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Shopping for gadgets can be a challenge if you’re not tech-savvy. Today, we will go deeper and explain the science behind monitor contrast ratio. Basically, the contrast ratio is a crucial aspect in determining the quality of a screen, as it indicates the ratio between the brightest white and the darkest black that a screen can offer. It’s easy to get blindsided by fancy features like a curved form factor, high resolution, or a big screen. We tend to forget important features that have a significant impact on the quality of our viewing experience. One information that we tend to forget when buying a new monitor is the contrast ratio.
Everything you need to know about contrast ratio
What is a contrast ratio?
Contrast ratio is the measure of the difference between the maximum and minimum brightness of a screen, or in other words, the ratio between the brightest white and the darkest black. For example, a contrast ratio of 1000:1 means that the brightest white image is 1000 times brighter than the darkest black.
In general, a higher contrast ratio is better because a 100,000:1 ratio screen can produce darker blacks and more saturated colors than a 1000:1 ratio screen, resulting in a brighter picture. natural. However, a higher value is not always better, as you have to take into account external lighting conditions and screen type.
What is a good contrast ratio?
As mentioned above, a higher contrast ratio has its benefits, but it’s not the only thing to consider. For example, a projector with a lower contrast ratio might provide an optimal viewing experience if you’ll be using it in a room with high ambient light.
Contrast ratios can also vary significantly between different screen types. While a transmissive digital projector may only have a 200:1 contrast ratio, many newer TVs have more than 4000:1. But even these figures don’t tell the whole story, as contrast ratios depend on the underlying technology and how they are measured.
Choose the right contrast ratio
Since contrast specifications can be misleading, it may take some effort to determine if a display offers rich black levels and a natural-looking image. Visual testing is the best tool at your disposal if a screen’s black levels look washed out and gray, its contrast ratio probably isn’t high enough. However, there are other ways to make sure you don’t get scammed:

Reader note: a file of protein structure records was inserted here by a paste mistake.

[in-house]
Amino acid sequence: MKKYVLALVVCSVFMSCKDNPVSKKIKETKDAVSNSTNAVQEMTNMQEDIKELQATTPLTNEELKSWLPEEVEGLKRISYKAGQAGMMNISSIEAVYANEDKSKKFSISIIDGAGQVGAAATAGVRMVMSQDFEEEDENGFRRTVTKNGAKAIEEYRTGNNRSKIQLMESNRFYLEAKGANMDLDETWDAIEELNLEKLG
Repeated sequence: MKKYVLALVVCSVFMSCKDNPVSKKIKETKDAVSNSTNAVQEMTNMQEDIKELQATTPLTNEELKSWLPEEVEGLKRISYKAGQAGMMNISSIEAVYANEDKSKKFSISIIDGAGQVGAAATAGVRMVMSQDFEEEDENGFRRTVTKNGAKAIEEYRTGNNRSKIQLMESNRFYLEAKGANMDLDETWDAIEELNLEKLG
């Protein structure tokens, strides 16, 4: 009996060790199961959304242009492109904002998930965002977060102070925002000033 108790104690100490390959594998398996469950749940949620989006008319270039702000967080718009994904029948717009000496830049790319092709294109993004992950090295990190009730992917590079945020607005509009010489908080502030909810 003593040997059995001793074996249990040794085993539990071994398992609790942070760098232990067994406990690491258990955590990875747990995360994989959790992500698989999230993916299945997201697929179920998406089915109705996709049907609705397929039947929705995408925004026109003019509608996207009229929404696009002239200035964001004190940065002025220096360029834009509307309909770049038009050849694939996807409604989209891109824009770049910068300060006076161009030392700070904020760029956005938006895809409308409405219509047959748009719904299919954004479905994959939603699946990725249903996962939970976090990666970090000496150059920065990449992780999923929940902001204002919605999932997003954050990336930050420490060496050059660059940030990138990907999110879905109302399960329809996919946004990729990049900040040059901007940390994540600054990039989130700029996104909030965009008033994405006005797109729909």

- Look for vendors that publish ANSI contrast specifications, as this is a more accurate reflection of the display’s actual contrast range. Unfortunately, many companies do not disclose these numbers, as ANSI readings tend to be much lower than Full On/Off, and it is simply a better marketing strategy for these companies to focus on the latter.
- Pay attention to backlight technology. If you are looking for a TV with a high contrast ratio, an OLED screen will offer a better viewing experience than an LCD panel, as the pixels in the OLED are not dependent on backlight and can display deeper blacks without a blackout effect. “bloom”. .
- Stick to the same manufacturer when making comparisons. Since each company arrives at its contrast ratios through different means, comparing screens produced by the same manufacturer is a great way to get consistent numbers.
How is contrast ratio measured?
Unfortunately, there is no standardized measure of contrast ratio. Particularly in the television market, manufacturers can essentially inflate their ratings due to a combination of measures and unstated variables. That said, most contrast ratios are measured using one of two methods:
ANSI Contrast (Measures static contrast ratio)
This method uses a checkerboard test image of alternating black and white squares and measures the average white output divided by the average black output. Displays measured using this method typically have lower contrast ratios because ANSI contrast provides a more realistic measure of display performance. However, since the test can incorporate the lighting conditions of a room into its measurement, it must be performed in an ideal environment to achieve the most accurate results.
Full On/Off (measures dynamic contrast ratio)
This method measures a completely white screen against a completely black screen and reflects equal proportions of light from the screen to the room and vice versa. It is the preferred method by many manufacturers as it cancels out outdoor lighting conditions and results in an ideal (and therefore higher) contrast ratio. Unfortunately, dynamic contrast specs are often misleading, as they can be inflated and don’t say much about what the contrast of an average image will look like.
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